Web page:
Telecoms regulator Comreg has been described as "toothless" for failing to rein in Eir over its "disastrous" customer service record.
Chairman of the Joint Oireachtas Committee on Transport and Communications Networks Kieran O'Donnell said it was completely unacceptable that Eir customers were subject to such poor customer care and that the watchdog in charge of the sector was unable to act.
Mr O’Donnell was speaking as Comreg officials appeared before the committee to discuss Eir and other issues related to the telecoms sector.
Comreg chairman Garrett Blaney told the committee that the regulator had experienced a sharp increase in complaints about Eir, with consumers complaining about problems contacting the company.
Of the 5,354 complaints resolved by the regulator in the first nine months of 2020, two-thirds (3,477) came from Eir customers, he said.
Mr Blaney said Comreg had taken a number of steps to mitigate the impact on customers, including engaging with the company on a fortnightly basis.
However, it was important to note that it is Eir’s responsibility to fix the underlying problems with its customer care operation, he said.
“It is Eir that hires and trains care agents. It is Eir that decides on their mandate and incentives.”
“And it is Eir that provides them with IT systems. Comreg will continue to press Eir to resolve these matters expeditiously,” he said.
Mr O’Donnell and other committee members asked Mr Blaney and his colleagues what sanctions Comreg could impose on Eir for providing such a poor service.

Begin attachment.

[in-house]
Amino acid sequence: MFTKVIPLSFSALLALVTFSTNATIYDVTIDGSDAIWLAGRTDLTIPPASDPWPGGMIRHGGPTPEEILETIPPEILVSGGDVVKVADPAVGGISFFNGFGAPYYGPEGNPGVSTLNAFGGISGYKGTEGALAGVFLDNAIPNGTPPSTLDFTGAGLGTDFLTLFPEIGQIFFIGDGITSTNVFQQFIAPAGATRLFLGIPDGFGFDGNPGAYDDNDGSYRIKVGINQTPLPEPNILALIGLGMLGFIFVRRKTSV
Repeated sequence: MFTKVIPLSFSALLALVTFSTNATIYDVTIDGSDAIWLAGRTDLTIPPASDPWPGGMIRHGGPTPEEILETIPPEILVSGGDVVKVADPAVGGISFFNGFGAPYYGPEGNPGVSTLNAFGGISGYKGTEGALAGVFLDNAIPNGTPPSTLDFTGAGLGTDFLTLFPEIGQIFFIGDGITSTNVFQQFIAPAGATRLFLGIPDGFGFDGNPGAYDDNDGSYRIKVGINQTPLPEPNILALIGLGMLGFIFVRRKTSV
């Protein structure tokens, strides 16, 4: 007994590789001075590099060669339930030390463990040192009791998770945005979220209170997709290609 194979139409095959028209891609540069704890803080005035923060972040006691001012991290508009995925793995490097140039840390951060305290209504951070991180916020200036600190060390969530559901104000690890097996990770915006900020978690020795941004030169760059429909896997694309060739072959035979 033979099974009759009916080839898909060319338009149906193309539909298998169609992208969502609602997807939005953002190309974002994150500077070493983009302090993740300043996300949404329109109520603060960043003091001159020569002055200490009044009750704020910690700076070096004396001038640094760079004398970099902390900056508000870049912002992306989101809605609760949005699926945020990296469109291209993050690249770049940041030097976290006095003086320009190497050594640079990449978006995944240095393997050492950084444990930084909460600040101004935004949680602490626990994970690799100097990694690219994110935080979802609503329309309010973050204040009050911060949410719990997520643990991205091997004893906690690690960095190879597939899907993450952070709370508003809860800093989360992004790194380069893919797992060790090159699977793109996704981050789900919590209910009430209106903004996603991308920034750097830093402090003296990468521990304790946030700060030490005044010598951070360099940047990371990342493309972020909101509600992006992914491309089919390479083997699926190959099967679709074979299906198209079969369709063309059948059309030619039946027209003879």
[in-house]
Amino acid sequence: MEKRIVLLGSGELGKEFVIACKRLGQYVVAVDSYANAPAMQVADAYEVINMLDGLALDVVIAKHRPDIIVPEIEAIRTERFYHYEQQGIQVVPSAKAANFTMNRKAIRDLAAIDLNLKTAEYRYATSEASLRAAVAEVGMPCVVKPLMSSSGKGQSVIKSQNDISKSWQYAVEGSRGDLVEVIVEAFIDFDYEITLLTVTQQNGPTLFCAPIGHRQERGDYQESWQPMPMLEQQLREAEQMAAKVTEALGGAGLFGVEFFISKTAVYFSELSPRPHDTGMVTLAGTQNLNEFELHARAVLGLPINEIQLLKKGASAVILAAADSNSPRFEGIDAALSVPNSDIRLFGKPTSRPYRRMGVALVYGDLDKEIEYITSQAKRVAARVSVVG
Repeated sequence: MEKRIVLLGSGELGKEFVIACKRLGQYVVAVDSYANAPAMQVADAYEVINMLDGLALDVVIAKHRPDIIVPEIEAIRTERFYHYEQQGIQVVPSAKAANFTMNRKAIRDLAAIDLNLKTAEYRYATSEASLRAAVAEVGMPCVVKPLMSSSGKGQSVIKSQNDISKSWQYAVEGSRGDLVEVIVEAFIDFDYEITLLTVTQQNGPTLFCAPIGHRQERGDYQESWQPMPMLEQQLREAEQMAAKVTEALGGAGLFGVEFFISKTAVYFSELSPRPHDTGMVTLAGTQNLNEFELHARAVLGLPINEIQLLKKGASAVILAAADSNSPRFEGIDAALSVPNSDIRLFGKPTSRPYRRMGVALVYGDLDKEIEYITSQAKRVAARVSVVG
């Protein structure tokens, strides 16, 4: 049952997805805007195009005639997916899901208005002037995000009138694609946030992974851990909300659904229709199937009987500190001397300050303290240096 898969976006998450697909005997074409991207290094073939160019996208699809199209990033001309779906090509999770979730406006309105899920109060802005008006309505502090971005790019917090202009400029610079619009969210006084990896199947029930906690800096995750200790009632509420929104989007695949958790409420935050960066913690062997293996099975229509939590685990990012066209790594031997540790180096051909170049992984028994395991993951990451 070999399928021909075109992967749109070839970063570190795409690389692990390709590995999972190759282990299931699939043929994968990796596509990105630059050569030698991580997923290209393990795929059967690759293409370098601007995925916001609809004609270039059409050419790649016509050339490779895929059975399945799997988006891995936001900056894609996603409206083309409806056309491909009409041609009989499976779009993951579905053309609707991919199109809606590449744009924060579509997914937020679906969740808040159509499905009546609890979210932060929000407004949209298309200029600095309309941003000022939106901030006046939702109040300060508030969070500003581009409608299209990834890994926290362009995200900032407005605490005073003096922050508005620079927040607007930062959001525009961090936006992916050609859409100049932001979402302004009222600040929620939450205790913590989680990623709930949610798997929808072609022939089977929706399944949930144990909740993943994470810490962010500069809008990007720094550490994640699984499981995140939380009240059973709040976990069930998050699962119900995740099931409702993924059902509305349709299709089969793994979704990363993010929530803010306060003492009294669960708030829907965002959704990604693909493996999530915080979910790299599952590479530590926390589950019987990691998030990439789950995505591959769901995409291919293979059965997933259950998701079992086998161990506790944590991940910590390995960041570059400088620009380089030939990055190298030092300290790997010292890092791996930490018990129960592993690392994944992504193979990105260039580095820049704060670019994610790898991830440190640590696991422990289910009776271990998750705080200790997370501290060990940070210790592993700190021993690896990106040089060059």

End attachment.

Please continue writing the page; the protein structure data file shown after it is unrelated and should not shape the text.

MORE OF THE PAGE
But Comreg's Robert Mourik said the regulator had no specific powers to sanction Eir or any other company on their customer care metrics and was therefore limited in what it could do.
The law limits the regulator to simply making sure there are arrangements for customer complaints, he said.
Mr O’Donnell responded by saying: “So in summary Comreg are utterly toothless as regards Eir customer care, the law needs to be changed”
“We need you as Comreg to write to us and tell us specifically what legislation is required,” he said.
Last month, Eir chief executive Carolan Lennon apologised to the Oireachtas for the fall-off in customer service standards during the pandemic.
Ms Lennon said the company saw an increase in wait times and a rise in the number of calls handled due to the loss of on-site support systems.
She also said at the worst point the company had received around 230,000 calls a month.
Fianna Fáil Senator Timmy Dooley asked the Comreg officials if they thought Eir was "gaming the system" by providing poor customer service in the knowledge it would not be sanctioned.
He also noted that the telecommunications firm had not passed on the recent VAT reduction to customers.